We’re all middle class

Okay, maybe not quite all of us, but as the latest Gallup analysis suggest, when it comes to our own class identification, certainly most of us.  I’m actually surprised “working class” is that hight.

Americans most likely to see themselves as middle class.gif

It’s also notable that there’s not a particularly large partisan division:

Income and Party identification.gif

Anyway, if you ever wondered why politicians love to talk about helping the “middle class” here’s why.  And although they never really say “working class” I’m sure they’re “helping working families” formulation gets at those “working class” voters.

About Steve Greene
Professor of Political Science at NC State http://faculty.chass.ncsu.edu/shgreene

3 Responses to We’re all middle class

  1. arra95 says:

    “75,000” and more is a very odd maximum bracket. For example, it doesn’t capture the fact that 8/10 of the wealthiest counties (with mean household incomes double that) went for the president.

    Why are you surprised that working class is so high? I would include in this all blue-collar workers, low-end services (McDonald’s etc.), and other such positions. It would make sense that about a third of our country falls in this category, no?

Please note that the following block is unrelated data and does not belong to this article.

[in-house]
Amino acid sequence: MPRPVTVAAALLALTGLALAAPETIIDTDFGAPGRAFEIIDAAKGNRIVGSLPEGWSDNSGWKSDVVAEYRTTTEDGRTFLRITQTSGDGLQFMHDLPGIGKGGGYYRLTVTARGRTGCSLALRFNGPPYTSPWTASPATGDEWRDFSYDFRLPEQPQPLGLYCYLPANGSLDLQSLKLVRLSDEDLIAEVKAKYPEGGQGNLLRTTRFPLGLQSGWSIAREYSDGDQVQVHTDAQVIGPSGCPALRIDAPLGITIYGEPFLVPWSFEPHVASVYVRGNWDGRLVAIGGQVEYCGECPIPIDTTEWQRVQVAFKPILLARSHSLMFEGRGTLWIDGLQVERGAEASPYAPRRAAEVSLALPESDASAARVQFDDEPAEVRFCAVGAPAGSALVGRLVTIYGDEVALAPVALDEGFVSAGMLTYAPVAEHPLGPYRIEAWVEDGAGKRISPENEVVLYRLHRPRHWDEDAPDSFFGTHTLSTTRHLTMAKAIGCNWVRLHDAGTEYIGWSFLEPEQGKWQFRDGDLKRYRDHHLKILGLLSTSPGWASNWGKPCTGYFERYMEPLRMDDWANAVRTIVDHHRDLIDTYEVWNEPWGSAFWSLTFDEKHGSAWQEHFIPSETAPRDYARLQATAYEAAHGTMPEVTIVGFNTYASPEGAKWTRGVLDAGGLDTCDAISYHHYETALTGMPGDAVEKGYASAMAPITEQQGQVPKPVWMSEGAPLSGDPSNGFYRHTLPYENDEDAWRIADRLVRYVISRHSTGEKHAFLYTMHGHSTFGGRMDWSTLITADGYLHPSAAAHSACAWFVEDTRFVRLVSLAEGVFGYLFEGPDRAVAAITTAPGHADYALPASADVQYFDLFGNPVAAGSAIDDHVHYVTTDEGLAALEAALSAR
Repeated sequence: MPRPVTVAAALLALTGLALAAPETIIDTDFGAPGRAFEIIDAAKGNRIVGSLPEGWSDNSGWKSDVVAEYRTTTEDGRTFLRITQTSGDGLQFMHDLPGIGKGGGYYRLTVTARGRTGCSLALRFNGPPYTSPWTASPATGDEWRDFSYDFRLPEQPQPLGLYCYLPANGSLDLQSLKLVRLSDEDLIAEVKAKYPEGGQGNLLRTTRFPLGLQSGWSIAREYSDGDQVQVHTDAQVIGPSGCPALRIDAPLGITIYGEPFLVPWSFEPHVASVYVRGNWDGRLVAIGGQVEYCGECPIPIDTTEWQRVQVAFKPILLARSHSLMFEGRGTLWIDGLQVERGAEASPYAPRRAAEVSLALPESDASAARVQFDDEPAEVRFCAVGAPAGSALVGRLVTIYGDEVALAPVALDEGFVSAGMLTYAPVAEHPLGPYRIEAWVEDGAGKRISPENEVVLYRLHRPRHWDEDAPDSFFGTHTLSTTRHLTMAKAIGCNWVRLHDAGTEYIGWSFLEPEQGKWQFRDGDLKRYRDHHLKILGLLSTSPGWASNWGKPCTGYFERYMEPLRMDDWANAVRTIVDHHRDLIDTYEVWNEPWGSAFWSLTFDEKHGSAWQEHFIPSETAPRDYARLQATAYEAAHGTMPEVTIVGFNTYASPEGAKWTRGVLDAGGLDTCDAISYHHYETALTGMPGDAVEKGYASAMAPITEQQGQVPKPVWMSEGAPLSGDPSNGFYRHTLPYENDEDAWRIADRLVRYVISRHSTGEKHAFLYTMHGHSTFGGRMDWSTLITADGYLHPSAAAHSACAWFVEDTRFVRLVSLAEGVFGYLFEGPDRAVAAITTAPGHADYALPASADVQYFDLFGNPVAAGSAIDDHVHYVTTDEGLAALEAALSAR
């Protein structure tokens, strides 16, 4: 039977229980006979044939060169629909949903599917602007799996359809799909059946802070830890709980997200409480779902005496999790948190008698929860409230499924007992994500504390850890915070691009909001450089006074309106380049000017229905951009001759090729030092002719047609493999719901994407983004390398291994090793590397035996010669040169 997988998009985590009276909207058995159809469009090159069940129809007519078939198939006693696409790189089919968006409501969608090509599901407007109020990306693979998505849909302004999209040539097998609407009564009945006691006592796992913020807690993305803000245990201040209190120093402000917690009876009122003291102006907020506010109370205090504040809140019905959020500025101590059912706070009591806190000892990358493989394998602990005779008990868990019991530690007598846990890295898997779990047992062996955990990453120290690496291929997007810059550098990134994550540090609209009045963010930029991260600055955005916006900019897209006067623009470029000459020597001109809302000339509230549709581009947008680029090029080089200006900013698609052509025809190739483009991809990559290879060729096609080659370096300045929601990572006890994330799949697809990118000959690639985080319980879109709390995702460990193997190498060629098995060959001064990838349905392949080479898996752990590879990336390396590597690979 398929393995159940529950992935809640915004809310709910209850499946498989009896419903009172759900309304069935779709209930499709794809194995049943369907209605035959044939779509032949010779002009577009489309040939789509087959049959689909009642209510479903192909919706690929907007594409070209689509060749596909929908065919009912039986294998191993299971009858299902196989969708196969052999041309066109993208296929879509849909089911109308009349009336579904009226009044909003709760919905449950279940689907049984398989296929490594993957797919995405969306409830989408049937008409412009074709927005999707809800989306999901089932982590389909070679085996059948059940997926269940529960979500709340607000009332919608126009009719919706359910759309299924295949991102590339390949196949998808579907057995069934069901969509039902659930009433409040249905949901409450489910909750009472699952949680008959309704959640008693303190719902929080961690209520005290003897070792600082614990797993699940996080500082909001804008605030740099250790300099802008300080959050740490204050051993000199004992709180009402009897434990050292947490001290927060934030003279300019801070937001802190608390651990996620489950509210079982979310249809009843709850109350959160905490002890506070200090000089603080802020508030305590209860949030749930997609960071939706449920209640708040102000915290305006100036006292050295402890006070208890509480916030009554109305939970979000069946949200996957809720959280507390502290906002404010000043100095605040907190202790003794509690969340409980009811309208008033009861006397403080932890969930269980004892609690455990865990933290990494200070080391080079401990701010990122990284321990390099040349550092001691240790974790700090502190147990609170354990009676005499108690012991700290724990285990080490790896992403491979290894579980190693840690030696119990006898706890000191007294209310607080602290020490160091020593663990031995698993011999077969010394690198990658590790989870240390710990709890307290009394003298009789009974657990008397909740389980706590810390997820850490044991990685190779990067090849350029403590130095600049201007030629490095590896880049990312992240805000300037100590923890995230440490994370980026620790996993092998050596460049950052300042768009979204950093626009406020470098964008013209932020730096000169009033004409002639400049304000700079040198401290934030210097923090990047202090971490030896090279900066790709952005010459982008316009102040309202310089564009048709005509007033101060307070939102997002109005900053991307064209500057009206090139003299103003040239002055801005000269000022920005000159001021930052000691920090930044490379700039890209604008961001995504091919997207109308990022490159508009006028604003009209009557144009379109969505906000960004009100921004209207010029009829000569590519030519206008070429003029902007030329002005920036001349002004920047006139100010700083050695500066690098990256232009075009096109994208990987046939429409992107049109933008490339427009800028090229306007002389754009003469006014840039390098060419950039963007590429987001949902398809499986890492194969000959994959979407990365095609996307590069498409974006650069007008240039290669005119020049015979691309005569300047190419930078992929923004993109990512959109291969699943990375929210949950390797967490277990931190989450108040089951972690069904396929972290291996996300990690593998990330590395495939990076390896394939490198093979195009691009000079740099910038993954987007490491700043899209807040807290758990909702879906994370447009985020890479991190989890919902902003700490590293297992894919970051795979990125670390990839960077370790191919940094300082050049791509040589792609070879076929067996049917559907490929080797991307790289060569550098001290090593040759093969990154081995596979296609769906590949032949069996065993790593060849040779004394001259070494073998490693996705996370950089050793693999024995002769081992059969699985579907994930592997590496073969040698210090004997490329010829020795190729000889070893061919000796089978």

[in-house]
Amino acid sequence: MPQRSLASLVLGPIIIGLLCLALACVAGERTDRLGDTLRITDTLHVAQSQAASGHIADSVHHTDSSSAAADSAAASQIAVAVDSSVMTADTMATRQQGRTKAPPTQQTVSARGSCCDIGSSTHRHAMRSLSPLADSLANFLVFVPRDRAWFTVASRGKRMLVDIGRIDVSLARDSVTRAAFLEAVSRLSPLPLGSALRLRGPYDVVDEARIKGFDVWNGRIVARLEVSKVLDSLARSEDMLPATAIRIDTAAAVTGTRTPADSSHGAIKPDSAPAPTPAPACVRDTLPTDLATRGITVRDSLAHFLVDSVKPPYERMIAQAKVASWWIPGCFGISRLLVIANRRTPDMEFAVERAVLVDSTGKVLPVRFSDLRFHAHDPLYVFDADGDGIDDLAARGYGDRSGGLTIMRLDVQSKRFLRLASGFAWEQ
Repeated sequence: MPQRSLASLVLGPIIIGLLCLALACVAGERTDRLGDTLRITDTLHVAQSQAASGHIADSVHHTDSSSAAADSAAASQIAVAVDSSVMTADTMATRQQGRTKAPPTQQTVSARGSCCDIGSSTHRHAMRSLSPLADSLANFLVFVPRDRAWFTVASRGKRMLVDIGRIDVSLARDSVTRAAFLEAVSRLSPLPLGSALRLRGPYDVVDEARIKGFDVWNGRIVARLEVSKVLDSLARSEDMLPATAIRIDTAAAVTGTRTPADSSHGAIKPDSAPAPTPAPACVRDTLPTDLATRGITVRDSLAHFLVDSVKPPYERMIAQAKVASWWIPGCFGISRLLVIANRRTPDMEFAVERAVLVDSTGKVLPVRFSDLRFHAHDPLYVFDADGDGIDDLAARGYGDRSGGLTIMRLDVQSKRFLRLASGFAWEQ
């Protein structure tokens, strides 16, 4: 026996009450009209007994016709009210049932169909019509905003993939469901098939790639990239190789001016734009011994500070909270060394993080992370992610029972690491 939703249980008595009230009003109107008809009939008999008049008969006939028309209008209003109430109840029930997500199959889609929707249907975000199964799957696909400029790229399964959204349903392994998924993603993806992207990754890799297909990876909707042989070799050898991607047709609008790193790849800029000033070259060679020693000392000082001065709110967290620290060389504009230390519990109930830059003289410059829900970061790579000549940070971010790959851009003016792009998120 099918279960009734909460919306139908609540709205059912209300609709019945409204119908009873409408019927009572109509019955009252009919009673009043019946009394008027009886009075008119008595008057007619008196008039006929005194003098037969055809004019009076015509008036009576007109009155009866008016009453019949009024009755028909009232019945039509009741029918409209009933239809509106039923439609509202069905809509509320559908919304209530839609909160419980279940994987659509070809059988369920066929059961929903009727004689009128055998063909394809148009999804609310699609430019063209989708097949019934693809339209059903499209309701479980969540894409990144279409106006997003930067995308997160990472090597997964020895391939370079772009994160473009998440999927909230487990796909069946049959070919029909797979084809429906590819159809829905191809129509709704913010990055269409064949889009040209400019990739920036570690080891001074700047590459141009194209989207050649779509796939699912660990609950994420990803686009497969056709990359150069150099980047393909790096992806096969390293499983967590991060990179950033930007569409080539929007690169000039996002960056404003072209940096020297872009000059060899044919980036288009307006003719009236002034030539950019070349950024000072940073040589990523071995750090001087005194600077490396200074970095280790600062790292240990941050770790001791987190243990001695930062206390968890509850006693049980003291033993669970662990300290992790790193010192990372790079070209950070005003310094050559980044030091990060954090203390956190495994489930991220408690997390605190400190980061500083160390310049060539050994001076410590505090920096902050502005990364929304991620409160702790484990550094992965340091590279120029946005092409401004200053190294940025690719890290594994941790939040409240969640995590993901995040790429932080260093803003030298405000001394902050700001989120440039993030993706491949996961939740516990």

• Steve Greene says:

      Because, I figured even most people who work for McDonald’s self-identify as “middle class,” regardless of what their income would suggest. Every semester I ask my students to raise their hands (I know, very imperfect) if they are middle class and it’s usually over 90%.

      • arra95 says:

        Actually, I don’t think it’s imperfect at all (well, maybe a bit). I was in an argument with someone the other day whether the income patterns on the SAT data set was an important source of information. He said no because students are asked to report their income in brackets of $50,000 up to $200,000. I think it’s a very good method, on the other hand, because even if it doesn’t show the correlation between class and SAT scores it shows the correlation between PERCEIVED class and scores, which is more important in my opinion.

        That said – I think growing up you have a cultural idea of what “middle-class” might be. I just don’t think that in this environment someone making between 20 and 25k can live that way. My guess is they very much realize that they’re in a bad position at the bottom of a very bad economy, unfortunately.

        It looks like about 3% of the people consider themselves “upper class”. This surprises me more. Even the bottom-half of the top 1% live their lives more similar to the middle-class than the real “upper” class.

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